DSCN9510 The painting is titled St Norbert gives England to Our Lady of Sorrows. It was painted in Oxford by the young and talented artist Alvin Ong, and it was a great pleasure to work with Alvin to produce this new image of St Norbert for our house, especially since he went to great effort to thoroughly research the subject, and was very generous in accommodating our needs. The style is late baroque, evocative of Anthony van Dyke, who painted several works for Norbertine houses in the seventeenth-century, not least the famous Mystical Marriage of Hermann Joseph.

The scene shows St Norbert, as he is often depicted, in his pallium, and the Sacred Host in the monstrance is held by a putto. In Chelmsford, we have a particular devotion to the Conversion of England, and, given that our canonry is dedicated to Our Lady of Sorrows, we thought it fitting that our holy father dedicating our mission here in Chelmsford to her.

Of course, St Norbert never visited England, and the English flag with which we are today so familiar and which here is being given to Our Lady is a later historical development. But still, we thought it an appropriate symbol for our work. Also, he is holding in his right hand the familiar olive branch, since St Norbert is also known as the Apostle of Peace, who in life sought reconciliation between feuding families and individuals: and how much do we need still an example of peace and reconciliation in our own troubled world today? St Norbert can be a good help and an heavenly advocate in our own struggles in life, both with our own interior conflicts, and with our relationships with others.

St Nobert himself is dressed in the white habit, wearing a cope which is modeled on a cope from Strahov Abbey, where his relics are venerated. He is standing in an archway in his cathedral in Magdeburg, where St Norbert was archbishop; the column and the archway themselves shown here in the middle-ground are in the sanctuary of that cathedral.

Our Lady herself is shown, surrounded by Reni-style putti, with her Immaculate Heart exposed, pierced the seven swords of her sorrows, graciously receiving (we trust) the mission with which St Norbert has tasked us.

DSCN9512 DSCN9515 DSCN9516

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A local saint to be

We were very pleased to read about one of our neighbouring diocesan priests who made it to the national news headlines today, with a story about the priest chaplain on the fateful maiden voyage of the RMS Titanic, which sunk 103 years ago this weekend. Even though he doesn’t have a connexion with our Order, we thought we would share the story of this priest, to spread devotion to our local hero. thomas byles Father Thomas Byles followed the example of his older brother and converted to Catholicism as a young man while he was studying theology in Oxford, in 1894. Incidentally, he was received into the Catholic fold in the beautiful church of St Aloysius that is now home to our friends, the Oratorians. After spending some time as a tutor, and then as a seminarian in Oscott, he travelled to Rome to finish his studies, and was there ordained to the priesthood in 1902.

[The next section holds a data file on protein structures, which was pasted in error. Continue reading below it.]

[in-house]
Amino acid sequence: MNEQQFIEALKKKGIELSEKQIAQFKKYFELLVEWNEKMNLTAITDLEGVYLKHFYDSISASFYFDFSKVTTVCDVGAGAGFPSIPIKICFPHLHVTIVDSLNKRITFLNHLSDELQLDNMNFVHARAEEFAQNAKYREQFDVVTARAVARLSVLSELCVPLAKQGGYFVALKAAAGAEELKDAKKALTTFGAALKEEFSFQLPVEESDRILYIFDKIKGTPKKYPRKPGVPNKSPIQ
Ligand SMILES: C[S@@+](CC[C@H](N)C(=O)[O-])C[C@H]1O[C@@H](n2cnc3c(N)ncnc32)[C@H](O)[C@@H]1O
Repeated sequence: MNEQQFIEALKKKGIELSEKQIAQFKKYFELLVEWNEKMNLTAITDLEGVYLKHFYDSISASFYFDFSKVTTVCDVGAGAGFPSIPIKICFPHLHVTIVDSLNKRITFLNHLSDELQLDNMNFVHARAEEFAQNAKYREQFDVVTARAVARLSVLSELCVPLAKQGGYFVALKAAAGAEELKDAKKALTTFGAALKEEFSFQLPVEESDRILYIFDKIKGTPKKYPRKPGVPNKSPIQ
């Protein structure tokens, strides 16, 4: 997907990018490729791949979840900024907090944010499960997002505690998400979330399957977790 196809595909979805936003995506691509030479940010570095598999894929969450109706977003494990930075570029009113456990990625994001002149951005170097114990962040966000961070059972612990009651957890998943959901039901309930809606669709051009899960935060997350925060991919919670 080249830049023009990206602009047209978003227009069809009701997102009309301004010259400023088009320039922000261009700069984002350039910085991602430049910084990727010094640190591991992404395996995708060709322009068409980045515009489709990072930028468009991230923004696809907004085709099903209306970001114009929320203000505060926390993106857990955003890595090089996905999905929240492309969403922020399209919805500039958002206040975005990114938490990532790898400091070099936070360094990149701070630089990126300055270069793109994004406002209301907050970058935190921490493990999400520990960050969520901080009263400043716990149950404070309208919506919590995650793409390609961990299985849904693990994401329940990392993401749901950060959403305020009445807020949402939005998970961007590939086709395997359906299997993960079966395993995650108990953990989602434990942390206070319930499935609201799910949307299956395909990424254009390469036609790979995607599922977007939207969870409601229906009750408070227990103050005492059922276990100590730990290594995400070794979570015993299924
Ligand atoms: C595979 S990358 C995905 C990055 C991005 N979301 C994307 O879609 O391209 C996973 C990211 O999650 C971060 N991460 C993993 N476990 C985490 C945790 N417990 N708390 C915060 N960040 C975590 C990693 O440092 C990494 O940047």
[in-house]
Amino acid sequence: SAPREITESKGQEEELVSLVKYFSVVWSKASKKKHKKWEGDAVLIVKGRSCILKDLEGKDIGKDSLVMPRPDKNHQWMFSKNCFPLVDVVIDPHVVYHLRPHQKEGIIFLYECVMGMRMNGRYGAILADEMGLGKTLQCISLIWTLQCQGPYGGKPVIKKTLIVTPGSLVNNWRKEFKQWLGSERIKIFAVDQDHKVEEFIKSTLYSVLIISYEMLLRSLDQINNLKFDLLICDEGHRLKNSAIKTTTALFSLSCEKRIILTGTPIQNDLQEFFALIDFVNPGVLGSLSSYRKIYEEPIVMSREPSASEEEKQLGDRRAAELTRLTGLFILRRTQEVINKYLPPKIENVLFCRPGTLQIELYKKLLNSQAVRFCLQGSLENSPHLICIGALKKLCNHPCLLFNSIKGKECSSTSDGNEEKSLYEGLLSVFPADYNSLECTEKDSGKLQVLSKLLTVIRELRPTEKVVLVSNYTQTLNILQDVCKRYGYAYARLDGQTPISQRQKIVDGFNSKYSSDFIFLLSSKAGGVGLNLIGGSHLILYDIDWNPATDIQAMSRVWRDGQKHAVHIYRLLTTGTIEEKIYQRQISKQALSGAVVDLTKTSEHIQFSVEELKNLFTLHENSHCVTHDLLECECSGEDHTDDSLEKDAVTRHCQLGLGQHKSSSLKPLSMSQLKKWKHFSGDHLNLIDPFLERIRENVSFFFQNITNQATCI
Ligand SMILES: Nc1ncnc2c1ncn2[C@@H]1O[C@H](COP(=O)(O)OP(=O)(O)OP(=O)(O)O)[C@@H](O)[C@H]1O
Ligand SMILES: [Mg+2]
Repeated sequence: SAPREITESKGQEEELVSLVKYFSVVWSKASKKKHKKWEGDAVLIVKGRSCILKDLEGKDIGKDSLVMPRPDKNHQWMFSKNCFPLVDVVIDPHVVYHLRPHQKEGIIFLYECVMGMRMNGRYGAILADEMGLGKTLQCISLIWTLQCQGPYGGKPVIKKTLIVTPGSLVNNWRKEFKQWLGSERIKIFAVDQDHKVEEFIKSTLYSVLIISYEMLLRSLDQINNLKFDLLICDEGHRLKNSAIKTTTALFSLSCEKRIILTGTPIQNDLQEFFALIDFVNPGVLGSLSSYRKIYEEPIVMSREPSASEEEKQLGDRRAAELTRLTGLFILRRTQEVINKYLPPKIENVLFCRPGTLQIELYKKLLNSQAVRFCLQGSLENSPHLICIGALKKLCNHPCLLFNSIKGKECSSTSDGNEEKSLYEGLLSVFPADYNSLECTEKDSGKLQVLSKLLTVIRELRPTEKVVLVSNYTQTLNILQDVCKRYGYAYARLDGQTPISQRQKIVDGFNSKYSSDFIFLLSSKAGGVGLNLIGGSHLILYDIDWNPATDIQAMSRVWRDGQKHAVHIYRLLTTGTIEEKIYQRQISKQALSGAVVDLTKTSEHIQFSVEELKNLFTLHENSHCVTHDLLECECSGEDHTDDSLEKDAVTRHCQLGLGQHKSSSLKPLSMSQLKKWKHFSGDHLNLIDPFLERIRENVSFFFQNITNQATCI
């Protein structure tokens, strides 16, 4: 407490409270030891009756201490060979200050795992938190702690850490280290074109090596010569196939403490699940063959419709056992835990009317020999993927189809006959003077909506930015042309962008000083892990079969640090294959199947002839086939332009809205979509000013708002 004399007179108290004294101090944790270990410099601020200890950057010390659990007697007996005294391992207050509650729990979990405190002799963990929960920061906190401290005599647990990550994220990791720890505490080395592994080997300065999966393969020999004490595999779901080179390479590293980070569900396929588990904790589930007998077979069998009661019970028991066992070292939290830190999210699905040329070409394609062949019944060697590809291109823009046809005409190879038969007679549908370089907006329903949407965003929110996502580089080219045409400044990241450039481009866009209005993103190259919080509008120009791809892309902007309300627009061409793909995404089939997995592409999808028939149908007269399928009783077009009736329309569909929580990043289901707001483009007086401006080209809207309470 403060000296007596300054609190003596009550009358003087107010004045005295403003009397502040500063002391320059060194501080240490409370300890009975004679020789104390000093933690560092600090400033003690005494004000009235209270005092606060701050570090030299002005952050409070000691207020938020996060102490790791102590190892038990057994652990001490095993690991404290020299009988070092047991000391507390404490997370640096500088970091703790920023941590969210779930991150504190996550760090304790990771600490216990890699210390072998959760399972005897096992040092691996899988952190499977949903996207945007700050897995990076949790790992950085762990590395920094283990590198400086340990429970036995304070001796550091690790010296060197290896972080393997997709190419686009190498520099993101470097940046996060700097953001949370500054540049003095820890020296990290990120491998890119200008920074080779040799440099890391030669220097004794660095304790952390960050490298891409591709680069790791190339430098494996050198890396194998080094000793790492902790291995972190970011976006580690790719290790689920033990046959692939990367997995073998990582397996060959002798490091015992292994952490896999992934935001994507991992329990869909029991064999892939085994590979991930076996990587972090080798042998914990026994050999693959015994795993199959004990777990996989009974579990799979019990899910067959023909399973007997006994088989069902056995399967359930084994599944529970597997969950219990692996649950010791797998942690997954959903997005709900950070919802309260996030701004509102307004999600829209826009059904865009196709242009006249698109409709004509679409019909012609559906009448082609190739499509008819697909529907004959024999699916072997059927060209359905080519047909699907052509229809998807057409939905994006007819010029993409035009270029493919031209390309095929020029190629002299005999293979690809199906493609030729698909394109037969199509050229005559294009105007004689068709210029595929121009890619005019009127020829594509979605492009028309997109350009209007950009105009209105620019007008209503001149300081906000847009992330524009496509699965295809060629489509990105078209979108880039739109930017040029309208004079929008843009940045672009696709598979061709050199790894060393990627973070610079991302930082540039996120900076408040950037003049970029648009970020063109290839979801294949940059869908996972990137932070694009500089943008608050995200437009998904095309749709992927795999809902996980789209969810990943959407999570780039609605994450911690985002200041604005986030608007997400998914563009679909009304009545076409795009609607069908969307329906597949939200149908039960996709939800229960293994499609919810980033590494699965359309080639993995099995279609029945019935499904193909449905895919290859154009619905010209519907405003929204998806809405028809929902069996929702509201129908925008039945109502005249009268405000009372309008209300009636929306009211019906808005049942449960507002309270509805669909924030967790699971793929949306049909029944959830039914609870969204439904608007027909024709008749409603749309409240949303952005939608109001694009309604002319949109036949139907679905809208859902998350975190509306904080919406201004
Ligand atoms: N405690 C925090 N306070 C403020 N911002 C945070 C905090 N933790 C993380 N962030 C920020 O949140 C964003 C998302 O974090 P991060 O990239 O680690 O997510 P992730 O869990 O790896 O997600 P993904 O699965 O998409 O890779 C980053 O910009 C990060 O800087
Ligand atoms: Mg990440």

At that time, Essex was still part of the Archdiocese of Westminster, and after a curacy in west London, and another near Tiptree, in 1905 he became parish priest of Ongar, just to the west of Chelmsford. In the mean time, his Catholic brother had moved to New York, and was engaged to be married. Naturally, Father Byles was asked to celebrate this family wedding, and so booked a second-class ticket for £13 on the maiden voyage of the Titanic, which was due to leave in Easter week, 1912. After celebrating the sacred mysteries for the last time before heaven in Ongar that Easter, he travelled to Southampton, and there boarded the ship. In his bag, he brought with him an altar stone, and the appropriate appurtenances to celebrate the Mass. The captain gave permission for daily Mass to be celebrated. After all, most of the passengers and crew, being poor, were Catholic.

On Low Sunday, he celebrated Mass twice, first for the second class passengers, and then for the third class passengers, preaching in both English and French. In his last sermon – excepting that eternal sermon that was the sublime and holy manner of his death – he preached about the necessity to use prayer and the sacraments as a life-vest in the spiritual shipwreck of human life. Late that night, he went on deck to recite his breviary. As midnight approached, he saw the ship strike the iceberg, and immediately went downstairs to steerage to bring comfort to the people, and he heard many confessions.